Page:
Friend’s parenting not wrong, just different

Posted March 11, 2010, at 5:24 p.m.

The stairs were steep and uncarpeted. The banisters were spaced so widely that a toddler could easily slide through them and drop to the hard floor below. My friend’s toddler daughter had climbed halfway up this staircase while my friend, with her back to the child, chatted with me and made some tea.

As I hurried to pick up my friend’s child and encouraged her to play with my own toddler safely on the floor, I figured my friend had failed to notice her daughter’s stair-climbing because she was at work making tea for her guest. But when we sat down to tea, I learned that I was mistaken.

As her daughter made a beeline for the staircase and then began another eager scramble up the steps, my friend looked on, smiled, and remarked fondly, “My little monkey.” Obviously, my friend felt confident that her daughter was going to be fine, while all I could see was an accident waiting to happen.

“She could fall!” I blurted as I dashed over and picked up her daughter again. After I engaged the little girl in building a tower with blocks, I sat down at the table with my friend again.

“I hope you don’t mind that I stepped in,” I said, amazed at my friend’s amused smile. Clearly, she viewed my action as unnecessary. “It’s just that if she fell, she could be severely hurt, perhaps even for life,” I said. It seemed amazing that this was not obvious to my friend, whom I knew to be a loving mother.

As my friend changed the subject, my heart ached over the revelation that she was so lax about child safety. Not only was I profoundly concerned for my friend’s child, but I realized that I could not entrust my own daughter into the care of this woman.

Not unless we had a very serious meeting of the minds about our child-minding styles, that is. And so, while my friend finished making her point about something else, I pulled together the courage to talk with my friend frankly.

“I have to tell you,” I began, “how much I enjoy our times together with our girls. And I hope we’ll also be able to continue to help each other out with child care. But I just have to say that it seems I’m much more safety-conscious than you are. When your daughter was playing on that staircase, all I could think of was how easy it would be for her to fall and be injured. I could see that you were not worried in the least. Not only am I worried for your daughter’s safety but I’m worried about how you would feel if she was hurt. It only takes a minute for a fall to happen that could harm your daughter for the rest of her life.”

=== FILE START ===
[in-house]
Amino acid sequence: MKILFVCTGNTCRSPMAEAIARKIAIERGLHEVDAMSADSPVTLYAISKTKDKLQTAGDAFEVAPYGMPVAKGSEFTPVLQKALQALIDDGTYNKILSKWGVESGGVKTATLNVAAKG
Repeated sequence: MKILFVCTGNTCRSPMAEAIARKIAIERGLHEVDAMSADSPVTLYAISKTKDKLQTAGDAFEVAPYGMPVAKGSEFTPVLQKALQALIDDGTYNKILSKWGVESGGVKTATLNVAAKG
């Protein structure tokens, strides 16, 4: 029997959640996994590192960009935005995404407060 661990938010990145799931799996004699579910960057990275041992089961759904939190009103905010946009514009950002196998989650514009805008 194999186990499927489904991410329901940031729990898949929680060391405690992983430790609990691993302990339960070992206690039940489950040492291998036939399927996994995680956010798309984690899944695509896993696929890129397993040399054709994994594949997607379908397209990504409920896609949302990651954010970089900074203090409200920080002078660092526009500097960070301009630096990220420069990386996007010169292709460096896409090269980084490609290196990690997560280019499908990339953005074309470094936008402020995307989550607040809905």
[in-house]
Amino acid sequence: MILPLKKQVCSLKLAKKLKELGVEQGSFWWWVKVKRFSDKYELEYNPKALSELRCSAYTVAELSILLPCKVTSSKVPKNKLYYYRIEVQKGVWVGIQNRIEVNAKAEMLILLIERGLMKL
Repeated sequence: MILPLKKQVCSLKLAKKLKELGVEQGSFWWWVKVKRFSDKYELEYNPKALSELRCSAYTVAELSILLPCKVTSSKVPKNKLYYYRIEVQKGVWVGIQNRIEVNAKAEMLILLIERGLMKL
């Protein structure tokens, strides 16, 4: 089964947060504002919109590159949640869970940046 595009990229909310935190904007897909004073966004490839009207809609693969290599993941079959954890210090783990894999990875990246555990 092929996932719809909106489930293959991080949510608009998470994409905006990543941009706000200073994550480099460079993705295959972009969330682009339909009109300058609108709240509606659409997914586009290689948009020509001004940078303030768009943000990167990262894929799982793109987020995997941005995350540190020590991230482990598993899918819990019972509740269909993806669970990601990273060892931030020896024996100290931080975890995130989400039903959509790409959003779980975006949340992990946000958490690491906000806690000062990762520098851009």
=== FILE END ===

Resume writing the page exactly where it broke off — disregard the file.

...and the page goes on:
“I guess I am a lot more relaxed about this than you are,” my friend said. “When I was growing up, I was a ‘monkey,’ too. I was perfectly fine! We were given the run of the house as kids!”

As she spoke, it occurred to me that her upbringing, in Kenya, had been literally worlds away from mine. The daughter of a government officer, she had been brought up by household staff that had an easygoing attitude about child care. This obvious difference in upbringing made it easy for my friend and me to discuss the experiences that had led to our contrasting child care styles. That’s because those differences made it possible to talk about the topic without it becoming too personal.

More importantly, though, because we cared about each other as friends, and because we loved our children, we were able to listen to one another’s concerns. My friend said she really felt it was unlikely that her child would fall from the steps, but she acknowledged that it was a wake-up call to imagine how she would feel if that did happen and her daughter became injured. And I acknowledged that my sudden lunge at “rescuing” her daughter from what I saw as danger could have the result of making a child startled and unduly fearful.

The next time I arrived at her house, I found that my friend had installed child safety gates at the top and bottom of her staircase. We both smiled and relaxed while our girls had the run of a reasonably safe section of the house.

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